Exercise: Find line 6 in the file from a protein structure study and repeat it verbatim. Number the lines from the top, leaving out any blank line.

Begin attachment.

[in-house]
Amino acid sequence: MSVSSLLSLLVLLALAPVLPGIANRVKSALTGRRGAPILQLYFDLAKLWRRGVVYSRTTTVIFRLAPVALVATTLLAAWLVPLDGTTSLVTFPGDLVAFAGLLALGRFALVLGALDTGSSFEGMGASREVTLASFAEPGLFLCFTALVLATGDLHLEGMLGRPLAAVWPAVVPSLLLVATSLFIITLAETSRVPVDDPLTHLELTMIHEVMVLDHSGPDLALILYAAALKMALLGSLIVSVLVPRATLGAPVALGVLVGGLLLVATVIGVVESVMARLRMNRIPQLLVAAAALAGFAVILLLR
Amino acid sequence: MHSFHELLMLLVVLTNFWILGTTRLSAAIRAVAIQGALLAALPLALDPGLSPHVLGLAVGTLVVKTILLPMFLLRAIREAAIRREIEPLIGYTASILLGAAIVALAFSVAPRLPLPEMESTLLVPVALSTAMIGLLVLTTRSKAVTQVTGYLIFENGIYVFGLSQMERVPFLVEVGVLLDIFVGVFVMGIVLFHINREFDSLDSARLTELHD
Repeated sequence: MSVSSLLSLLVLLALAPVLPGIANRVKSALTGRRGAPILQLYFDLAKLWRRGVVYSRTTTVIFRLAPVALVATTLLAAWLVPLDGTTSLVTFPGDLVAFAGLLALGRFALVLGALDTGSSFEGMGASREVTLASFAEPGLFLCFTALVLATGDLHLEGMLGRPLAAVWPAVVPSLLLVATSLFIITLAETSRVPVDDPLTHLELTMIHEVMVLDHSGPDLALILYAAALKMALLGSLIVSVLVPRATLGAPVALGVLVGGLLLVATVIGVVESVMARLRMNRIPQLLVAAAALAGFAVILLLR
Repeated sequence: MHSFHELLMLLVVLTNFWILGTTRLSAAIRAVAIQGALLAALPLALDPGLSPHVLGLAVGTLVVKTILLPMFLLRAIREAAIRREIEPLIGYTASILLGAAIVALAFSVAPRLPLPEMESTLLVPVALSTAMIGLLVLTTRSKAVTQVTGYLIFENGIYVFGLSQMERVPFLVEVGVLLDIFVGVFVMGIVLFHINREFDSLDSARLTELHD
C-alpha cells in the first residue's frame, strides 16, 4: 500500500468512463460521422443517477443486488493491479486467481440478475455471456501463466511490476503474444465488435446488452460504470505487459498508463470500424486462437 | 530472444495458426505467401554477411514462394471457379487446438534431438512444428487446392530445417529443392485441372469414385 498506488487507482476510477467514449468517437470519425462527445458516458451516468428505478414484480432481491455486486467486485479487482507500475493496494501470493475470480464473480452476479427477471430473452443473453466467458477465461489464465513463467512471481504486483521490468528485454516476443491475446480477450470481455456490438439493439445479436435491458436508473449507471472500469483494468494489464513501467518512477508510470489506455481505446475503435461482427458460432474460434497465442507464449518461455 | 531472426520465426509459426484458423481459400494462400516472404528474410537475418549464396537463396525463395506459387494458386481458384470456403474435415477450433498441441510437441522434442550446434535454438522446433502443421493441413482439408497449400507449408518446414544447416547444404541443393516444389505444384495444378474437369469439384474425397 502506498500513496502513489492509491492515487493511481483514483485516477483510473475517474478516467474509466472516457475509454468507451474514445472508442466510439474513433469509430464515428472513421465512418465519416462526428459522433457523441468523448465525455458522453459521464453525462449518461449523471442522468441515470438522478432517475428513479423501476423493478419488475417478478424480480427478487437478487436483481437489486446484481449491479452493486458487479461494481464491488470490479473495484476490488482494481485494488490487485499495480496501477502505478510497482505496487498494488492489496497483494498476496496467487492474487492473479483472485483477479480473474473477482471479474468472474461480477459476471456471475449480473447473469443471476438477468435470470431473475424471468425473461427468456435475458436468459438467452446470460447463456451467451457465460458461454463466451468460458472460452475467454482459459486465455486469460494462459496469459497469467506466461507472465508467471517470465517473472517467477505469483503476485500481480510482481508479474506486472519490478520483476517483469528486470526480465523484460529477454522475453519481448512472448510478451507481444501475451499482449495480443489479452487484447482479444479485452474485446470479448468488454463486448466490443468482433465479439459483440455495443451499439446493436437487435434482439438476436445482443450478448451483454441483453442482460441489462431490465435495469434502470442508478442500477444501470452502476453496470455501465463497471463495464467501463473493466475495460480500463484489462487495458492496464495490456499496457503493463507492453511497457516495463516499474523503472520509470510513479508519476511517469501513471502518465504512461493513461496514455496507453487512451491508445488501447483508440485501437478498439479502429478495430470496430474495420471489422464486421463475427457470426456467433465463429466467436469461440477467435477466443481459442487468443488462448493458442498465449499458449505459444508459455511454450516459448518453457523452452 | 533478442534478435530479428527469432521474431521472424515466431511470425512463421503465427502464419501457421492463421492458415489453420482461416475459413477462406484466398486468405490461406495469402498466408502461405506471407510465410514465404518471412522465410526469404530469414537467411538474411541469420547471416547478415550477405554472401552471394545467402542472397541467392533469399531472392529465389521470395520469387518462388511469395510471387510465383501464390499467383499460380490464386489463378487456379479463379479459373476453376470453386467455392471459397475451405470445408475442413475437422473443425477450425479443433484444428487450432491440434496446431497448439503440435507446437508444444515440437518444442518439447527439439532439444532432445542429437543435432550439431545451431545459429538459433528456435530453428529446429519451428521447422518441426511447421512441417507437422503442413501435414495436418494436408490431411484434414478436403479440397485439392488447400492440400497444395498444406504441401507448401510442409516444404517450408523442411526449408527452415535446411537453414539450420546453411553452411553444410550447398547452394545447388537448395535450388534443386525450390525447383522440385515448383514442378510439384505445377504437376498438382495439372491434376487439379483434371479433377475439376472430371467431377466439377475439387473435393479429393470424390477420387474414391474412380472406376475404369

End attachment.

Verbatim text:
C-alpha cells in the first residue's frame, strides 16, 4: 500500500468512463460521422443517477443486488493491479486467481440478475455471456501463466511490476503474444465488435446488452460504470505487459498508463470500424486462437 | 530472444495458426505467401554477411514462394471457379487446438534431438512444428487446392530445417529443392485441372469414385 498506488487507482476510477467514449468517437470519425462527445458516458451516468428505478414484480432481491455486486467486485479487482507500475493496494501470493475470480464473480452476479427477471430473452443473453466467458477465461489464465513463467512471481504486483521490468528485454516476443491475446480477450470481455456490438439493439445479436435491458436508473449507471472500469483494468494489464513501467518512477508510470489506455481505446475503435461482427458460432474460434497465442507464449518461455 | 531472426520465426509459426484458423481459400494462400516472404528474410537475418549464396537463396525463395506459387494458386481458384470456403474435415477450433498441441510437441522434442550446434535454438522446433502443421493441413482439408497449400507449408518446414544447416547444404541443393516444389505444384495444378474437369469439384474425397 502506498500513496502513489492509491492515487493511481483514483485516477483510473475517474478516467474509466472516457475509454468507451474514445472508442466510439474513433469509430464515428472513421465512418465519416462526428459522433457523441468523448465525455458522453459521464453525462449518461449523471442522468441515470438522478432517475428513479423501476423493478419488475417478478424480480427478487437478487436483481437489486446484481449491479452493486458487479461494481464491488470490479473495484476490488482494481485494488490487485499495480496501477502505478510497482505496487498494488492489496497483494498476496496467487492474487492473479483472485483477479480473474473477482471479474468472474461480477459476471456471475449480473447473469443471476438477468435470470431473475424471468425473461427468456435475458436468459438467452446470460447463456451467451457465460458461454463466451468460458472460452475467454482459459486465455486469460494462459496469459497469467506466461507472465508467471517470465517473472517467477505469483503476485500481480510482481508479474506486472519490478520483476517483469528486470526480465523484460529477454522475453519481448512472448510478451507481444501475451499482449495480443489479452487484447482479444479485452474485446470479448468488454463486448466490443468482433465479439459483440455495443451499439446493436437487435434482439438476436445482443450478448451483454441483453442482460441489462431490465435495469434502470442508478442500477444501470452502476453496470455501465463497471463495464467501463473493466475495460480500463484489462487495458492496464495490456499496457503493463507492453511497457516495463516499474523503472520509470510513479508519476511517469501513471502518465504512461493513461496514455496507453487512451491508445488501447483508440485501437478498439479502429478495430470496430474495420471489422464486421463475427457470426456467433465463429466467436469461440477467435477466443481459442487468443488462448493458442498465449499458449505459444508459455511454450516459448518453457523452452 | 533478442534478435530479428527469432521474431521472424515466431511470425512463421503465427502464419501457421492463421492458415489453420482461416475459413477462406484466398486468405490461406495469402498466408502461405506471407510465410514465404518471412522465410526469404530469414537467411538474411541469420547471416547478415550477405554472401552471394545467402542472397541467392533469399531472392529465389521470395520469387518462388511469395510471387510465383501464390499467383499460380490464386489463378487456379479463379479459373476453376470453386467455392471459397475451405470445408475442413475437422473443425477450425479443433484444428487450432491440434496446431497448439503440435507446437508444444515440437518444442518439447527439439532439444532432445542429437543435432550439431545451431545459429538459433528456435530453428529446429519451428521447422518441426511447421512441417507437422503442413501435414495436418494436408490431411484434414478436403479440397485439392488447400492440400497444395498444406504441401507448401510442409516444404517450408523442411526449408527452415535446411537453414539450420546453411553452411553444410550447398547452394545447388537448395535450388534443386525450390525447383522440385515448383514442378510439384505445377504437376498438382495439372491434376487439379483434371479433377475439376472430371467431377466439377475439387473435393479429393470424390477420387474414391474412380472406376475404369